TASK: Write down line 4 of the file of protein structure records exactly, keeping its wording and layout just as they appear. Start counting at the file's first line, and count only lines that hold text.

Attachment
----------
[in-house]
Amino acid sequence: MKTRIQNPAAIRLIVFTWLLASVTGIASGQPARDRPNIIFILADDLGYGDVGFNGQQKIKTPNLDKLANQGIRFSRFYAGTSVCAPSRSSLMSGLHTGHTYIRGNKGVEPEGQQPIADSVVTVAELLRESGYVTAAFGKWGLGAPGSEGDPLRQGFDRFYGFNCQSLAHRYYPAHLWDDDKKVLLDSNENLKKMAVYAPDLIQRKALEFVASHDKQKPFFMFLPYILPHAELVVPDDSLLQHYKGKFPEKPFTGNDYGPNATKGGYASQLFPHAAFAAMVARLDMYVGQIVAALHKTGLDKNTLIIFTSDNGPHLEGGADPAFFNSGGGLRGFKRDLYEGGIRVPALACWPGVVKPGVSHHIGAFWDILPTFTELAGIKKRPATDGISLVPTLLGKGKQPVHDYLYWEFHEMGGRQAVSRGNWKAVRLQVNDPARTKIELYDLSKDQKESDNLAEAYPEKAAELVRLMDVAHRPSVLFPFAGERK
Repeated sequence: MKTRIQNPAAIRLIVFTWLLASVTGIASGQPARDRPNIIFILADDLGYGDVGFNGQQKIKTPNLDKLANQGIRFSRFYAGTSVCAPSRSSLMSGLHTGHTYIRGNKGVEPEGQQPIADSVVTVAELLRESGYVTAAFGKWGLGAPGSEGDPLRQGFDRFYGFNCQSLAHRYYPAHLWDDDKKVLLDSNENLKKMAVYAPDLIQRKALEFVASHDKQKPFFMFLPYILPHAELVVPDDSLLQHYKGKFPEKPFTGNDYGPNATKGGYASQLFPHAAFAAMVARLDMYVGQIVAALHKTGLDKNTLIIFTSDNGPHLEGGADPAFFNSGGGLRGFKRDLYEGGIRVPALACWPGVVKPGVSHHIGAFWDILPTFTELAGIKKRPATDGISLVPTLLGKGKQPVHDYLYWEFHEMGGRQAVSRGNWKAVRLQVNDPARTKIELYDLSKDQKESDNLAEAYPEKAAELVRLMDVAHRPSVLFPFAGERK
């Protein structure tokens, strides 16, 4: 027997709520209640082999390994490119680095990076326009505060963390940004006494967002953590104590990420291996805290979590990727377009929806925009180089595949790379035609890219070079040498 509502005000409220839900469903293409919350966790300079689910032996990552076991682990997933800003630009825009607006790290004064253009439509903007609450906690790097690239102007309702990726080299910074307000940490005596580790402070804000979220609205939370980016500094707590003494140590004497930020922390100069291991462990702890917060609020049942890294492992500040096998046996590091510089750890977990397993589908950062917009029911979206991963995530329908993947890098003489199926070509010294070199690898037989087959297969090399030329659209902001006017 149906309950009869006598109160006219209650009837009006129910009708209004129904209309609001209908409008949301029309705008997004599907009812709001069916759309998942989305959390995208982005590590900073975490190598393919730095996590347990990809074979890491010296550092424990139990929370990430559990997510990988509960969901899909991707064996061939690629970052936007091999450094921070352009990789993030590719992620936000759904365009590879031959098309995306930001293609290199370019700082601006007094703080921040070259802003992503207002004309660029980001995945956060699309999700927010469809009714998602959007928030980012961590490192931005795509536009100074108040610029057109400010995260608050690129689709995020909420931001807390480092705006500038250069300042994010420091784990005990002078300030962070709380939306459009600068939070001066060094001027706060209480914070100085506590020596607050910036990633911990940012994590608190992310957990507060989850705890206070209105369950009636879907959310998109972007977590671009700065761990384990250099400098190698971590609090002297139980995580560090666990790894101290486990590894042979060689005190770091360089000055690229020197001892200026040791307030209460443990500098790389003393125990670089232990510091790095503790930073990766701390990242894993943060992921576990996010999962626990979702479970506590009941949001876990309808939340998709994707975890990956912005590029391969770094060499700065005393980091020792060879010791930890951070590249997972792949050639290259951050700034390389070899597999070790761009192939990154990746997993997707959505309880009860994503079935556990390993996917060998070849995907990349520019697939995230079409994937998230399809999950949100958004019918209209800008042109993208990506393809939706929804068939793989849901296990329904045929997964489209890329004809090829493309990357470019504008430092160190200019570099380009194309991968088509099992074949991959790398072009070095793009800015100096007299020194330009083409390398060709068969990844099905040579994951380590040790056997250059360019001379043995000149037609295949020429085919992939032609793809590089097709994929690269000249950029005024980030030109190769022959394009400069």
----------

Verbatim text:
């Protein structure tokens, strides 16, 4: 027997709520209640082999390994490119680095990076326009505060963390940004006494967002953590104590990420291996805290979590990727377009929806925009180089595949790379035609890219070079040498 509502005000409220839900469903293409919350966790300079689910032996990552076991682990997933800003630009825009607006790290004064253009439509903007609450906690790097690239102007309702990726080299910074307000940490005596580790402070804000979220609205939370980016500094707590003494140590004497930020922390100069291991462990702890917060609020049942890294492992500040096998046996590091510089750890977990397993589908950062917009029911979206991963995530329908993947890098003489199926070509010294070199690898037989087959297969090399030329659209902001006017 149906309950009869006598109160006219209650009837009006129910009708209004129904209309609001209908409008949301029309705008997004599907009812709001069916759309998942989305959390995208982005590590900073975490190598393919730095996590347990990809074979890491010296550092424990139990929370990430559990997510990988509960969901899909991707064996061939690629970052936007091999450094921070352009990789993030590719992620936000759904365009590879031959098309995306930001293609290199370019700082601006007094703080921040070259802003992503207002004309660029980001995945956060699309999700927010469809009714998602959007928030980012961590490192931005795509536009100074108040610029057109400010995260608050690129689709995020909420931001807390480092705006500038250069300042994010420091784990005990002078300030962070709380939306459009600068939070001066060094001027706060209480914070100085506590020596607050910036990633911990940012994590608190992310957990507060989850705890206070209105369950009636879907959310998109972007977590671009700065761990384990250099400098190698971590609090002297139980995580560090666990790894101290486990590894042979060689005190770091360089000055690229020197001892200026040791307030209460443990500098790389003393125990670089232990510091790095503790930073990766701390990242894993943060992921576990996010999962626990979702479970506590009941949001876990309808939340998709994707975890990956912005590029391969770094060499700065005393980091020792060879010791930890951070590249997972792949050639290259951050700034390389070899597999070790761009192939990154990746997993997707959505309880009860994503079935556990390993996917060998070849995907990349520019697939995230079409994937998230399809999950949100958004019918209209800008042109993208990506393809939706929804068939793989849901296990329904045929997964489209890329004809090829493309990357470019504008430092160190200019570099380009194309991968088509099992074949991959790398072009070095793009800015100096007299020194330009083409390398060709068969990844099905040579994951380590040790056997250059360019001379043995000149037609295949020429085919992939032609793809590089097709994929690269000249950029005024980030030109190769022959394009400069």